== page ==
The North Carolina Division of Employment Security refused to release hearing notices of contested employment claims to lawyers, according to the News Observer. The division cited a warning issued from the Labor Department that the information should remain confidential.
But then, by late in the day on Monday, the division changed its mind and released the information.
Between the morning news and the evening news, an attorney complained at the Wake County Superior Court that the state had been violating a temporary restraining order issued last week.
The Division of Employment Security is led by Dale Folwell. Folwell said that the state originally expected to appear in court to resolve the problem. Folwell said that the agency decided to release the information when the court appearance never occurred.
“We’re always trying to be respectful of all authority,” Folwell said. “That was true yesterday, that is true today, and it is going to be true tomorrow.”
The problems first began when Durham attorney Monica Wilson sued the employment division following a new policy that released notices three times per month instead of daily. Jim White, the attorney for Durham, said that a temporary restraining order was obtained that required the agency to continue its daily dissemination of the notices of appeals hearings for contested claims.
Unemployed people have been paying $300 per month to receive the daily notices in order to contact potential clients.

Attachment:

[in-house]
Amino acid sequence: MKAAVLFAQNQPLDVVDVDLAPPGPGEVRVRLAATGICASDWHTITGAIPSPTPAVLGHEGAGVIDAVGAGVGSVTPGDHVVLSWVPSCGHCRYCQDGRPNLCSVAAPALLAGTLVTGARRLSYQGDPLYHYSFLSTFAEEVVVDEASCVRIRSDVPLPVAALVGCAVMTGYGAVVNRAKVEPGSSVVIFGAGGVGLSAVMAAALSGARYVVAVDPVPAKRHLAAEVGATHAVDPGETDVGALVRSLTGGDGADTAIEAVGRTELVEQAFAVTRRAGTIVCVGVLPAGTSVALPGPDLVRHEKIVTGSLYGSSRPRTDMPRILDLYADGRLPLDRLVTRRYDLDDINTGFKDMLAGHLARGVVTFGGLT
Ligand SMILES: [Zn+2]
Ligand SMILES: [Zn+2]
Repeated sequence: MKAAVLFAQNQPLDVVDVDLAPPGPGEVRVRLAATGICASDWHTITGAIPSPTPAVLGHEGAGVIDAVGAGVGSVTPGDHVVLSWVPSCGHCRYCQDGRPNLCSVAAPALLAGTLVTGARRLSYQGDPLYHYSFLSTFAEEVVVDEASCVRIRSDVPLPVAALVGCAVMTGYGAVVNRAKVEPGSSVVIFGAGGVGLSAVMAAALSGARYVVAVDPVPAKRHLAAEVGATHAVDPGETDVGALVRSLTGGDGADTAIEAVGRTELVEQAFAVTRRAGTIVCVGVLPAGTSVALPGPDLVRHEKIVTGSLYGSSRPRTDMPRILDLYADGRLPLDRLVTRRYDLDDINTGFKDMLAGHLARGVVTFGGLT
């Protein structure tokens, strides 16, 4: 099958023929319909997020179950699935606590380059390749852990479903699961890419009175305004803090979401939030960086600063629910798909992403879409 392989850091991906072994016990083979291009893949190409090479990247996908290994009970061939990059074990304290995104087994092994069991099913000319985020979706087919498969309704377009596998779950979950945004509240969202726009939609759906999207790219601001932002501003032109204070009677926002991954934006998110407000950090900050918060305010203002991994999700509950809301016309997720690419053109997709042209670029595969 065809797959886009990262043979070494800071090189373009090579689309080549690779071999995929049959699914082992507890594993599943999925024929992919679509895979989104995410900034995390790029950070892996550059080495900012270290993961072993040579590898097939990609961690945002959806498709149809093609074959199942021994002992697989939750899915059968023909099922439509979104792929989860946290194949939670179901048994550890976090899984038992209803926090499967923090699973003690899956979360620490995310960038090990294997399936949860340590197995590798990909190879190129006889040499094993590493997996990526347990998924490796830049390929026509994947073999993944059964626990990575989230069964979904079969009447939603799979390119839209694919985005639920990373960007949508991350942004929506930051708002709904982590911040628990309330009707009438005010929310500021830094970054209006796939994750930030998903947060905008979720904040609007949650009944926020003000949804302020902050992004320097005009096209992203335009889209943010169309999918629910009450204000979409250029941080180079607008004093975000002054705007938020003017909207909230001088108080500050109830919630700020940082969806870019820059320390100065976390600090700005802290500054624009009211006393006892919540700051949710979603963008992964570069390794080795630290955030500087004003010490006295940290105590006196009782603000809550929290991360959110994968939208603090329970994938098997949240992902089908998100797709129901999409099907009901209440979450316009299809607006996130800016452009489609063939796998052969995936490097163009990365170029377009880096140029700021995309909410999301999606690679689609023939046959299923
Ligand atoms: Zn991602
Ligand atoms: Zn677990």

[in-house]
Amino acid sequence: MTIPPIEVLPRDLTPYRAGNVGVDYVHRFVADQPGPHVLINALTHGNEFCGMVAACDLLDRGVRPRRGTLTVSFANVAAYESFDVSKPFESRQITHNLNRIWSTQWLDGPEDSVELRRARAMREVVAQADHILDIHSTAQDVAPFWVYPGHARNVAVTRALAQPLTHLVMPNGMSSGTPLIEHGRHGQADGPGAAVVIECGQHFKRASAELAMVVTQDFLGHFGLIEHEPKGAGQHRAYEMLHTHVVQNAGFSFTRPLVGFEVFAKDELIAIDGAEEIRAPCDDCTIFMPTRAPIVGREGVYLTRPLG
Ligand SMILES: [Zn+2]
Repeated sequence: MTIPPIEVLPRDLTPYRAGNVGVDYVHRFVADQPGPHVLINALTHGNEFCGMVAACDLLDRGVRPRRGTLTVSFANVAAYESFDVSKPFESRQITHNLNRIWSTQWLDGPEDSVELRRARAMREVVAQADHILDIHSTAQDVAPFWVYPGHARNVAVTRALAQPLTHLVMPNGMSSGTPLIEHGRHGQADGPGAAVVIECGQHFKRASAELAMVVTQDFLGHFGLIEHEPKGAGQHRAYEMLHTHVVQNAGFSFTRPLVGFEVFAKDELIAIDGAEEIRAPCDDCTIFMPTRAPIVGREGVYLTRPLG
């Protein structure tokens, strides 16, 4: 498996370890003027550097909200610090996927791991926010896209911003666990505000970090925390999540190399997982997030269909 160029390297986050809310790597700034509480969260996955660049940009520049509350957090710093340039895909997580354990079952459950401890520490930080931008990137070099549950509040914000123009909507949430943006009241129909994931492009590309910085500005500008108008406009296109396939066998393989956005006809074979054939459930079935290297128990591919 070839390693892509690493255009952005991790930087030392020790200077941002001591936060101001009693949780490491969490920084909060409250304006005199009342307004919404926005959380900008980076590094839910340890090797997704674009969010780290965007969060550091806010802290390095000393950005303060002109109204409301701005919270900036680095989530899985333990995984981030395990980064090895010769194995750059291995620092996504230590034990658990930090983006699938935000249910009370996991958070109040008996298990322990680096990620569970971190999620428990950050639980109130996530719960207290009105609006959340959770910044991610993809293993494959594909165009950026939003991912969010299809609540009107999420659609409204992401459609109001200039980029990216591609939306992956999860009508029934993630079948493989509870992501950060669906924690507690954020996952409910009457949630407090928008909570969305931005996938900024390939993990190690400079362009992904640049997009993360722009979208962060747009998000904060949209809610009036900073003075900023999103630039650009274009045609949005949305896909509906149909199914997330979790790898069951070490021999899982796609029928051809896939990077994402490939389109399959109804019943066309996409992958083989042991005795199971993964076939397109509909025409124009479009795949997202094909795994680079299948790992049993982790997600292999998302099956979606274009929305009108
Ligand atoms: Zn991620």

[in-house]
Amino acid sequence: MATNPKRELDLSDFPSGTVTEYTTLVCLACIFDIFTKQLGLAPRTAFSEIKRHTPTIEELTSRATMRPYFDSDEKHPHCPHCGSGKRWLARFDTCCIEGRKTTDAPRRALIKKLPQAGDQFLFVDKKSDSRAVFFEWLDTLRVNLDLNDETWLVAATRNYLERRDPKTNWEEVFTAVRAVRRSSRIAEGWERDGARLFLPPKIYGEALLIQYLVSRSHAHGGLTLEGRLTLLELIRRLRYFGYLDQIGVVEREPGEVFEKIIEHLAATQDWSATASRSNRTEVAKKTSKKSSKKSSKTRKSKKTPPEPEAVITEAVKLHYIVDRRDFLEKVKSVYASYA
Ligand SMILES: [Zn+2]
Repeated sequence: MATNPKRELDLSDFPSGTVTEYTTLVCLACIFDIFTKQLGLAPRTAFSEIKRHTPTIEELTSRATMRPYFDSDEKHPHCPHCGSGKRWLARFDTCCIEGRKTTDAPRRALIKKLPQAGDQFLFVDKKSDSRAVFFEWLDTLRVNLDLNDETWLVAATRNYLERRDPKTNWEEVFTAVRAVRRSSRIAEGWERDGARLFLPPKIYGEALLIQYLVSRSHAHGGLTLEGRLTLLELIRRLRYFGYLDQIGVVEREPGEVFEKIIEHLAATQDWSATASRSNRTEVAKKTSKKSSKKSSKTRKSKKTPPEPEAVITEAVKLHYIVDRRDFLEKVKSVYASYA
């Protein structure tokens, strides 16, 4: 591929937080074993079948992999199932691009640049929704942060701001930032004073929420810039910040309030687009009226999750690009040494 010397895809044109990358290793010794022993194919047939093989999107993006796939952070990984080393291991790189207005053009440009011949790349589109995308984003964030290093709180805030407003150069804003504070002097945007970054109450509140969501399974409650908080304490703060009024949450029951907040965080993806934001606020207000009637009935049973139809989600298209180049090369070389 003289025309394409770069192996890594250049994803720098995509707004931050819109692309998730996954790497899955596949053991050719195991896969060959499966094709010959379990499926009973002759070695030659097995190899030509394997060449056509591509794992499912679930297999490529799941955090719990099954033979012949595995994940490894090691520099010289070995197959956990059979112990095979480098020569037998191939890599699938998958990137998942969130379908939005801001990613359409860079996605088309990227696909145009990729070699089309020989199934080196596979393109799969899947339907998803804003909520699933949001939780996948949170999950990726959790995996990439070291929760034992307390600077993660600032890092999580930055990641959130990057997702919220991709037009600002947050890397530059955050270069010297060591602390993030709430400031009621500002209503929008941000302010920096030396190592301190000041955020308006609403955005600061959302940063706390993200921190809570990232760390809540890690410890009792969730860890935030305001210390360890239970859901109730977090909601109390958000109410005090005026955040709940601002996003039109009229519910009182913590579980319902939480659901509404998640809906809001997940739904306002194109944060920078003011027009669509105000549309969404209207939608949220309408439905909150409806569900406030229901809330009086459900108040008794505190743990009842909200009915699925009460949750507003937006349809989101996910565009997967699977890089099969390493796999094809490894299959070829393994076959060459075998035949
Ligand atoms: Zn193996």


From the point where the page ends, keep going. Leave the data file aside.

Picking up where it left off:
“If we continue to let this information out, we are in danger of losing our federal … funding,” Employment Security attorney Tom Hodges told Wake County Superior Court Judge Paul Ridgeway at a session Monday.
Folwell was notified via letter that releasing the notices “constitutes a failure to comply substantially with federal law, and could ultimately result in a discontinuation of payments” of federal funds “if not corrected.”
Folwell also received a letter from Gay Gilbert, administrator of the Office of Unemployment Insurance. In Gilbert’s letter it said that state laws have to include a provision “maintaining the confidentiality of any UC (unemployment compensation) information which reveals the name or any identifying particular about any individual or any past or presently employing unit. The state agency must immediately cease the practice of selling or providing notices of appeals hearings to attorneys who do not already represent a claimant or an employer.”
Folwell is looking forward to being able to explain the position of the agency.
“We would hope the judge will listen to what the federal government says,” he said.Dispute Between North Carolina Employment Agency and Lawyer Intensifies by Jim Vassallo